PubAg

Main content area

Chemical Composition of Ambient Nanoparticles on a Particle-by-Particle Basis

Author:
Klems, Joseph P., Zordan, Christopher A., Pennington, M. Ross, Johnston, Murray V.
Source:
Analytical chemistry 2012 v.84 no.5 pp. 2253-2259
ISSN:
1520-6882
Subject:
aerosols, algorithms, carbon, data collection, elemental composition, factor analysis, mixing, nanoparticles, nitrogen, oxidation, oxygen, spectrometers, sulfur
Abstract:
The nano aerosol mass spectrometer provides a quantitative measure of the elemental composition of individual, ambient nanoparticles in the 10–30 nm size range. In this work, carbon mole fraction plots are introduced as an efficient means of visualizing the full range of particle compositions in an ambient data set. These plots are constructed by plotting the composition of each particle in the data set, beginning with the particle having the highest carbon mole fraction and ending with the particle having the lowest carbon mole fraction. The method relies on the observation that the carbon content of an ambient particle is generally anticorrelated with oxygen, nitrogen, and sulfur. Carbon mole fraction plots allow internal vs external mixing of particle compositions to be assessed, and they provide a means of exploring the relationship between the oxidation of carbonaceous matter and the presence of inorganic species in a particle. It is shown that unoxidized carbonaceous matter exists primarily as externally mixed particles, whereas oxidized carbonaceous matter is found only in particles that also contain a significant amount of inorganic species. Particles containing oxidized carbonaceous matter are generally neutralized, whereas particles containing unoxidized carbonaceous matter or no carbon at all are acidic. Carbon mole fraction plots show how factor analysis methods such as the Adaptive Resonance Theory – 2a algorithm (ART-2a) and positive matrix factorization partition a continuum of particle compositions into a few fixed composition profiles, and they provide a simple way to characterize how ambient particle compositions change with season and/or location.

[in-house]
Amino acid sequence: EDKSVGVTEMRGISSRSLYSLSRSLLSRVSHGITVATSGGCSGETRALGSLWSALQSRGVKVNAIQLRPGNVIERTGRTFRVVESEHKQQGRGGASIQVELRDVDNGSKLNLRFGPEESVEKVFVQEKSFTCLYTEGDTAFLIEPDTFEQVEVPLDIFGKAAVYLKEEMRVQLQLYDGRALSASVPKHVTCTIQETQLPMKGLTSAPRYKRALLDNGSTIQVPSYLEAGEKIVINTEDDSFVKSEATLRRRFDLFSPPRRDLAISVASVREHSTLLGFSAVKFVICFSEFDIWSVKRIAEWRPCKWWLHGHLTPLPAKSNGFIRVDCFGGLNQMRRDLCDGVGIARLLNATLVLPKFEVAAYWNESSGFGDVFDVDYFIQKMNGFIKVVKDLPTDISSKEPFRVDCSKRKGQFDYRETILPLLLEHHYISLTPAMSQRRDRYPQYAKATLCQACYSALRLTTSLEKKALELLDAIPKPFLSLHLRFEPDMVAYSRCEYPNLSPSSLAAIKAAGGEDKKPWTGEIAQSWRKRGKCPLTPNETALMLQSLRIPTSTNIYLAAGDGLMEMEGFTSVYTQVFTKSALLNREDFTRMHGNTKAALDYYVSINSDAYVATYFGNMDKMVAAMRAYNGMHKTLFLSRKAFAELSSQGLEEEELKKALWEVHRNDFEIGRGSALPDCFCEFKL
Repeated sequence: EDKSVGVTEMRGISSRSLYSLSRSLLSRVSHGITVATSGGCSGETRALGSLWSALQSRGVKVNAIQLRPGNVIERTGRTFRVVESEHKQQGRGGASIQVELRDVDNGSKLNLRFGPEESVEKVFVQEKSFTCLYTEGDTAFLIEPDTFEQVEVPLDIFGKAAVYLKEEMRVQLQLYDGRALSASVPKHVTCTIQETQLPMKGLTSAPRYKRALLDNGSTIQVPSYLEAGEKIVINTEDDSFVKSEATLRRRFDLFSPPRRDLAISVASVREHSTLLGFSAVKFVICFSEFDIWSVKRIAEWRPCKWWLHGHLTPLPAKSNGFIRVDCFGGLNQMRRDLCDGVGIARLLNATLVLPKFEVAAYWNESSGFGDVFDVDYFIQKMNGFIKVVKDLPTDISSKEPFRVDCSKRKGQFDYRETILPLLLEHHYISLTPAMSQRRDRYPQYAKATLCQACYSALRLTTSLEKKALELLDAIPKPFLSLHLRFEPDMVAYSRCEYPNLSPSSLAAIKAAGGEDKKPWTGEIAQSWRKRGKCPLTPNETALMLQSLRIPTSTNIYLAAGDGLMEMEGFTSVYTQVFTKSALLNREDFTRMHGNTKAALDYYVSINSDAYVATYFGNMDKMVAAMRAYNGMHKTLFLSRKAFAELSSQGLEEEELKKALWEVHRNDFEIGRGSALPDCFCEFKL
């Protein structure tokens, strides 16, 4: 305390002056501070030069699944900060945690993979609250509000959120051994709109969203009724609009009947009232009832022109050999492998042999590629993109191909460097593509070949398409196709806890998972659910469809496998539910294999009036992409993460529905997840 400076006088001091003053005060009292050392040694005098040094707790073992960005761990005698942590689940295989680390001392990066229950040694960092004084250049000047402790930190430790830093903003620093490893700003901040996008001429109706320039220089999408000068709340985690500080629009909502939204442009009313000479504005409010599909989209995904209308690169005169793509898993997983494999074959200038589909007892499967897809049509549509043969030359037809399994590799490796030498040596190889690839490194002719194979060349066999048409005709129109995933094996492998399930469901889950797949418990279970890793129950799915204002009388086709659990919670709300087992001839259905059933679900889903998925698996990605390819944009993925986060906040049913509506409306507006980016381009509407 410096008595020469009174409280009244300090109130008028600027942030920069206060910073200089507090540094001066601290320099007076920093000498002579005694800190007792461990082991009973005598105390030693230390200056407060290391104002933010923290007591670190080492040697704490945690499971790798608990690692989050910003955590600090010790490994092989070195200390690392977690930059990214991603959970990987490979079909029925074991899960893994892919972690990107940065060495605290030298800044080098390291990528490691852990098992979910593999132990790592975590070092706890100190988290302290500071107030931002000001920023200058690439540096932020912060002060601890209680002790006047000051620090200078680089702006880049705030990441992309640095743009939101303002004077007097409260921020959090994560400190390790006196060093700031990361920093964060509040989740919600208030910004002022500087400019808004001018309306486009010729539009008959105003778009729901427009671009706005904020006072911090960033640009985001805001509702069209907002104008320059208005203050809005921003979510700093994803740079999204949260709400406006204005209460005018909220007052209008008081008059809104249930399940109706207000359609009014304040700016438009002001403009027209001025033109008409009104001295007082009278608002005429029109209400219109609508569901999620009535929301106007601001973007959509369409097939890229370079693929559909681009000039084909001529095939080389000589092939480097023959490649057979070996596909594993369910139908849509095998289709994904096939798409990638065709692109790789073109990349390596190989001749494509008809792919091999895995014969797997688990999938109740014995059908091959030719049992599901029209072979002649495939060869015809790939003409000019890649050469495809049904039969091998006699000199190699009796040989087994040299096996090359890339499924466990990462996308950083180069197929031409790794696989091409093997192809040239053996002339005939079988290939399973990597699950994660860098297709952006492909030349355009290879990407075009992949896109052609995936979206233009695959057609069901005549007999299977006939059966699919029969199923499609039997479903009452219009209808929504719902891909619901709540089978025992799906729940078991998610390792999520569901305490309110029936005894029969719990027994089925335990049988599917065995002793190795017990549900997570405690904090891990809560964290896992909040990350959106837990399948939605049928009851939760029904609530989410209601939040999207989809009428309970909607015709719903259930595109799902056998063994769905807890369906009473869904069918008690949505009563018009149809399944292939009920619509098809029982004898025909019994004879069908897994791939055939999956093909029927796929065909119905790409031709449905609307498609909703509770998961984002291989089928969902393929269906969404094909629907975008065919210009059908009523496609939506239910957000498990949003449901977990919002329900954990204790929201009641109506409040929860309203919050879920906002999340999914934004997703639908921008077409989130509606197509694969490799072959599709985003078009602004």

Agid:
5291639